Of course, this trope is not unique just to TSITP or more recently, My Life With The Walter Boys. It’s common in the media for a reason, according to Tzall. “ I think instinctively we want to feel that we can change someone, whether they want to or not, simply because it would benefit us and make us feel better,” Tzall says. “It makes us more comfortable and is comforting to think that there are not just emotionally unavailable people out there in the world that are beyond repair.” 

Whichever team you choose to side with, Team Cole or Team Alex, remember to honor the quality of your relationships and self-worth. If you find that being in a relationship with a guy who you think you can fix is only making your life worse, drop it. But, that’s just IRL, it doesn’t mean you have to become a Team Alex supporter. Just sayin.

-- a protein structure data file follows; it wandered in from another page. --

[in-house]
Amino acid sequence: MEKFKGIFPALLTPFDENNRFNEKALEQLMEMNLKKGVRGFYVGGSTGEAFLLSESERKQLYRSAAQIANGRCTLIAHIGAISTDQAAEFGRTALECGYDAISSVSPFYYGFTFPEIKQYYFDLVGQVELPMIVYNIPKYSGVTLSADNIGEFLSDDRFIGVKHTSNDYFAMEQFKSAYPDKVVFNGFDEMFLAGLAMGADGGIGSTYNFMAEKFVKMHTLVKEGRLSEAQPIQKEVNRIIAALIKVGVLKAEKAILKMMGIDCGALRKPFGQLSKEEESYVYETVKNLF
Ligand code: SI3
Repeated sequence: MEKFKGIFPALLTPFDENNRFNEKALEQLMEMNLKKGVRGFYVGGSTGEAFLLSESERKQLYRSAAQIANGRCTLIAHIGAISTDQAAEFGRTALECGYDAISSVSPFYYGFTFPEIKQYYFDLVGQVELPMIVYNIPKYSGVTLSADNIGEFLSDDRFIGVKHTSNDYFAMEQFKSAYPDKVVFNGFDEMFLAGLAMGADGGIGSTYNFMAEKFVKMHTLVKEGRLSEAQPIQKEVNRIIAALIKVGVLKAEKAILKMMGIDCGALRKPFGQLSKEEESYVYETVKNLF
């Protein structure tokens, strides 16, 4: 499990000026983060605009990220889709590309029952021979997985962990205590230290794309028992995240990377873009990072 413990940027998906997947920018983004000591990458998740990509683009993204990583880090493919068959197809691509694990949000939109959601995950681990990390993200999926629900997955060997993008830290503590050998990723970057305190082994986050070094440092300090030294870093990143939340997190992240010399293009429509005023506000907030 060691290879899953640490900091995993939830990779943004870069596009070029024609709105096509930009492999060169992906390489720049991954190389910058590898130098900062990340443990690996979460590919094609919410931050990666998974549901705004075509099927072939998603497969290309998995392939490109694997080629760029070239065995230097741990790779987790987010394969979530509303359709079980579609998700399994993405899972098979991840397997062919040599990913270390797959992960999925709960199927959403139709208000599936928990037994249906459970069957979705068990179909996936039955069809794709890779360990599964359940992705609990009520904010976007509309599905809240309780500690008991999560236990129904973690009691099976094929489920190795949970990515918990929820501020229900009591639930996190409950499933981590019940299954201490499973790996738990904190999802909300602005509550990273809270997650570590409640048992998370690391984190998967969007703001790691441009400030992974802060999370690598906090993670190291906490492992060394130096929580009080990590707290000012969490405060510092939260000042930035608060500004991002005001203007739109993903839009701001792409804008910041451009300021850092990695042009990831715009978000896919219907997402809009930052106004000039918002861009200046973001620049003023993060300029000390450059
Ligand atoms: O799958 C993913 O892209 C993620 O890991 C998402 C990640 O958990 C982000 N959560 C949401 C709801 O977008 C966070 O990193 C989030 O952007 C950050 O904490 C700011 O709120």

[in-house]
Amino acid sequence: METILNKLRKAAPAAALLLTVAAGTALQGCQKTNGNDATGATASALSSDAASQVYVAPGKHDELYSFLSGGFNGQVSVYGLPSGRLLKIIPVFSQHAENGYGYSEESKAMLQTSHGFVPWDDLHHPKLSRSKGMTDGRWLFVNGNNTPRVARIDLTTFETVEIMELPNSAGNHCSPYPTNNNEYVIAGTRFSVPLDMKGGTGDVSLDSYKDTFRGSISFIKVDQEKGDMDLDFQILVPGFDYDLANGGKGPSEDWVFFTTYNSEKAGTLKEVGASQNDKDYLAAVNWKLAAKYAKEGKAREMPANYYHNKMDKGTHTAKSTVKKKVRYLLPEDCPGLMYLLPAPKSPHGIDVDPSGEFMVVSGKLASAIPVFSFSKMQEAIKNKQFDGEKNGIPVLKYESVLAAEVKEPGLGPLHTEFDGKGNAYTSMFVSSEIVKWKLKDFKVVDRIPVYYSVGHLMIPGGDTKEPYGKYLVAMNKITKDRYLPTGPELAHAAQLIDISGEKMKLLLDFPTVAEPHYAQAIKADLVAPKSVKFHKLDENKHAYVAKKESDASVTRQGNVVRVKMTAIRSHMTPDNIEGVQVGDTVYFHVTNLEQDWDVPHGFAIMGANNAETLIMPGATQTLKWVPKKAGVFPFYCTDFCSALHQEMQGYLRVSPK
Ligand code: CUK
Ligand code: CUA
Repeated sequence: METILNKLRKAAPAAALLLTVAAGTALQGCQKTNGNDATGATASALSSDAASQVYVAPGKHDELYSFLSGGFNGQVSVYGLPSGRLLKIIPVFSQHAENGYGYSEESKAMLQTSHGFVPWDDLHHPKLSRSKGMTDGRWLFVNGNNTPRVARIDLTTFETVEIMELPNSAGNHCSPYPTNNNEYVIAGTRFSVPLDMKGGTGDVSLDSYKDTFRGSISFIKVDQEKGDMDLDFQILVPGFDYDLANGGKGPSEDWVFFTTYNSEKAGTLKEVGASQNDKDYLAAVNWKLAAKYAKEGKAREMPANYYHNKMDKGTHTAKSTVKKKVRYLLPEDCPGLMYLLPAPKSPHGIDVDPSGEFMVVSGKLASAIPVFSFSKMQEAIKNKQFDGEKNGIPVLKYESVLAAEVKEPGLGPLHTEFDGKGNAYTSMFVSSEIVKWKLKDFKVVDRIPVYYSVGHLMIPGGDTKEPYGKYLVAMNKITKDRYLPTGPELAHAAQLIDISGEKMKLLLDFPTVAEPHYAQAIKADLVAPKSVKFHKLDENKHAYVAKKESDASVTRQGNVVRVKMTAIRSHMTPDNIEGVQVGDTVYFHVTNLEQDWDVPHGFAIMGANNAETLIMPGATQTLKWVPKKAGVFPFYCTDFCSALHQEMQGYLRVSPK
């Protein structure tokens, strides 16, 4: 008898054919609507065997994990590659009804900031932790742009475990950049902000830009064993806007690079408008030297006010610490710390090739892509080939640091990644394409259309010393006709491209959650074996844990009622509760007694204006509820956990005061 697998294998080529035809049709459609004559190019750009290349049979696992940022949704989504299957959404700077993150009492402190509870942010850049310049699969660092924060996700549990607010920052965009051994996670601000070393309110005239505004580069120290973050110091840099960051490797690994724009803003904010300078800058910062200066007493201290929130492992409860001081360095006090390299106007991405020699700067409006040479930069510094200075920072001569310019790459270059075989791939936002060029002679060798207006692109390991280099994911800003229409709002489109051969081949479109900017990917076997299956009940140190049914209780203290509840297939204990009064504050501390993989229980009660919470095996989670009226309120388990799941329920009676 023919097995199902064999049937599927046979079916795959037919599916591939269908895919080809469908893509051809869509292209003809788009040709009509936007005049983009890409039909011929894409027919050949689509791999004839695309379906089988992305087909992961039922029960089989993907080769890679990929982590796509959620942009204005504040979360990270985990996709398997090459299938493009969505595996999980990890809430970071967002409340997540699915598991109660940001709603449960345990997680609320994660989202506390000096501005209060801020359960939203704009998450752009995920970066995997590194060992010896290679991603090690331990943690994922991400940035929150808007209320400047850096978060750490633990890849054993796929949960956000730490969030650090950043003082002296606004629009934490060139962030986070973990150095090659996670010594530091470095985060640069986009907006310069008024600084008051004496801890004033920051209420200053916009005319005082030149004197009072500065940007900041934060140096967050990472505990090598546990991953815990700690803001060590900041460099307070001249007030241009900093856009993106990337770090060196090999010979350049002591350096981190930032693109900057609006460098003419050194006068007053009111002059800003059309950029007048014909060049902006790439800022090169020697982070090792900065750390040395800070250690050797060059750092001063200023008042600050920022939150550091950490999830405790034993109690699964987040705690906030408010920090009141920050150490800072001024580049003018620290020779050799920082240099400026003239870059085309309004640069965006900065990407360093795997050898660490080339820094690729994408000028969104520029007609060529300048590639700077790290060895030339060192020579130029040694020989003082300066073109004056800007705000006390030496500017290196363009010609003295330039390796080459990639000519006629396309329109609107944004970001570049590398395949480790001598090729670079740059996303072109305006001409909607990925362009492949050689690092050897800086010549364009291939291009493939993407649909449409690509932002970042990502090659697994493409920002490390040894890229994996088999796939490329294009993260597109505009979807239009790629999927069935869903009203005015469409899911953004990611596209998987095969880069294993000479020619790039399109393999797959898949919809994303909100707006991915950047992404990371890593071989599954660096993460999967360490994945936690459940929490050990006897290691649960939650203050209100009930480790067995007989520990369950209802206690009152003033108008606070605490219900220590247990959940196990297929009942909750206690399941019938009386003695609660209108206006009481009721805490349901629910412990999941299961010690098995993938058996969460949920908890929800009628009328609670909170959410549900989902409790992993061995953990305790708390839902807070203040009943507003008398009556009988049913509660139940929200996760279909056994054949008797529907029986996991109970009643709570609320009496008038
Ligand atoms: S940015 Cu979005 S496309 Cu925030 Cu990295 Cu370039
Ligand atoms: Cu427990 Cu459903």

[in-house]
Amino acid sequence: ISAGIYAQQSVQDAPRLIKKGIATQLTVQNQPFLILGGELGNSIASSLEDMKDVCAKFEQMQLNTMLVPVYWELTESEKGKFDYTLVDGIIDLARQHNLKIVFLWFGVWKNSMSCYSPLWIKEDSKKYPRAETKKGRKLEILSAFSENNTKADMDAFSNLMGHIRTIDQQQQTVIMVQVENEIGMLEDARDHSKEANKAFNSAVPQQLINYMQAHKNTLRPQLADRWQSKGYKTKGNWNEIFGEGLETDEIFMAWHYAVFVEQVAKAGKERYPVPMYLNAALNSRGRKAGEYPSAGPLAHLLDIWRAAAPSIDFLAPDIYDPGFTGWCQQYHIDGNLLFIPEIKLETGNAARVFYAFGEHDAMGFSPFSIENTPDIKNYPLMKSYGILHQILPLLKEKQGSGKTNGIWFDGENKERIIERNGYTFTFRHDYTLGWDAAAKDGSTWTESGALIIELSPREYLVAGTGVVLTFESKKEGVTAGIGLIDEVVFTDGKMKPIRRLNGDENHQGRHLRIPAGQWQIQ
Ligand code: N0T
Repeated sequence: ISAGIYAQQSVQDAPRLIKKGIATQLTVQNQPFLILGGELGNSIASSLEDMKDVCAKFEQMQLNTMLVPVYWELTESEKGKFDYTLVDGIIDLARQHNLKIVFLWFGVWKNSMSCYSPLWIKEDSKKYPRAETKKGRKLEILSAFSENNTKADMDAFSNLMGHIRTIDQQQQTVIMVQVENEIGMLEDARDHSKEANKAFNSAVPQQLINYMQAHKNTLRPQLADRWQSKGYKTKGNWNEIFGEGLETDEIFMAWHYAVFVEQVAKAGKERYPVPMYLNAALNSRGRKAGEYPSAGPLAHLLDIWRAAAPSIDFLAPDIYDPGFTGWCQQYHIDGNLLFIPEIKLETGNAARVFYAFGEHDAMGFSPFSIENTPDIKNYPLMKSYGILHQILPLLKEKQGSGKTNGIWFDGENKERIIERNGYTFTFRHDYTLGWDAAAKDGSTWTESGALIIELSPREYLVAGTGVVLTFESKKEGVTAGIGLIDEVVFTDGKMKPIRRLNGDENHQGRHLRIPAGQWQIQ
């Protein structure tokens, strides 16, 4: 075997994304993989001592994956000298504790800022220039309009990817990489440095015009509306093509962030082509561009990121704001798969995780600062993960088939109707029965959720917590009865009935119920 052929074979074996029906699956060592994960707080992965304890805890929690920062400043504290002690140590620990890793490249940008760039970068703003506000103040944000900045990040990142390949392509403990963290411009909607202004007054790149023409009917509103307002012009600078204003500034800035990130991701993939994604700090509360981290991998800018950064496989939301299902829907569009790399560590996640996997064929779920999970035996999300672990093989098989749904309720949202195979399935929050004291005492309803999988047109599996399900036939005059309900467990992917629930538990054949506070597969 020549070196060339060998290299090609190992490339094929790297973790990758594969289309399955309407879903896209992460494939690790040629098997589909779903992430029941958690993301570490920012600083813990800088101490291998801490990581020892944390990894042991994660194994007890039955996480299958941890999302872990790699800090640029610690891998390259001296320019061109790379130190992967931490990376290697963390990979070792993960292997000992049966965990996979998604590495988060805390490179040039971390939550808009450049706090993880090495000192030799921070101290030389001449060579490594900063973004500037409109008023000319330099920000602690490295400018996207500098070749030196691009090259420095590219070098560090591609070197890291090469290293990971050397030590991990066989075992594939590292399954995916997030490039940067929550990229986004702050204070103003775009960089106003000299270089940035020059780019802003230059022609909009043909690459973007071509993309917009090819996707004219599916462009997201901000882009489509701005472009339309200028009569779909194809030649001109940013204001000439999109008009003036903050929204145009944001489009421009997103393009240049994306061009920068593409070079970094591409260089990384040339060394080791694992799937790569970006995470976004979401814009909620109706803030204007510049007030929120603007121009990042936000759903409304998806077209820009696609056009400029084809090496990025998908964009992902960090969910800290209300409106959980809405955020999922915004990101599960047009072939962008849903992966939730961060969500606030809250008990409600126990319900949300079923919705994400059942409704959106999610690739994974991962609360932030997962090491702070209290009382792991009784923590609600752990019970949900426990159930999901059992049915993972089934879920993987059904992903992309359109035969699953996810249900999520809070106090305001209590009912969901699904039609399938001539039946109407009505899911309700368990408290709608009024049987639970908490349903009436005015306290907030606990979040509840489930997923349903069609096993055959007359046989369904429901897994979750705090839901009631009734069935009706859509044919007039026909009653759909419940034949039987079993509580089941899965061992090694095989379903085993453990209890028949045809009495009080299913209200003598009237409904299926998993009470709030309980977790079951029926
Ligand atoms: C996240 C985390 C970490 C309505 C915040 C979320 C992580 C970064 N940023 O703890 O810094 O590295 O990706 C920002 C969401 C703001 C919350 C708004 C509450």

Eileen is a senior at Fairfield University who is studying Communications with minors in English, Professional Writing, and Women’s Gender & Sexuality Studies. She has a passion for magazine writing and hopes to pursue a career in the field. Eileen is the Entertainment & Culture Intern at Her Campus where she covers all things pop culture, entertainment, and internet trends. Eileen was formerly a National Writer for Her Campus from April 2023 - January 2024. Eileen is one of the Campus Correspondents (CCs) at Her Campus' Fairfield University chapter. She oversees the entire chapter and works with her other CC to curate ideas and events for HCFU. She also mentors and trains the editorial team and helps create content and boost engagement alongside the social media team. In her free time, you can find Eileen creating new Spotify playlists, getting a sweet treat with friends, or obsessing over Taylor Swift. If she isn’t doing that, you’ll likely find Eileen with her six best friends from school talking about their “Big Three”: "Normal People," their favorite "Dancing With The Stars" performances, and Greta Gerwig's "Little Women."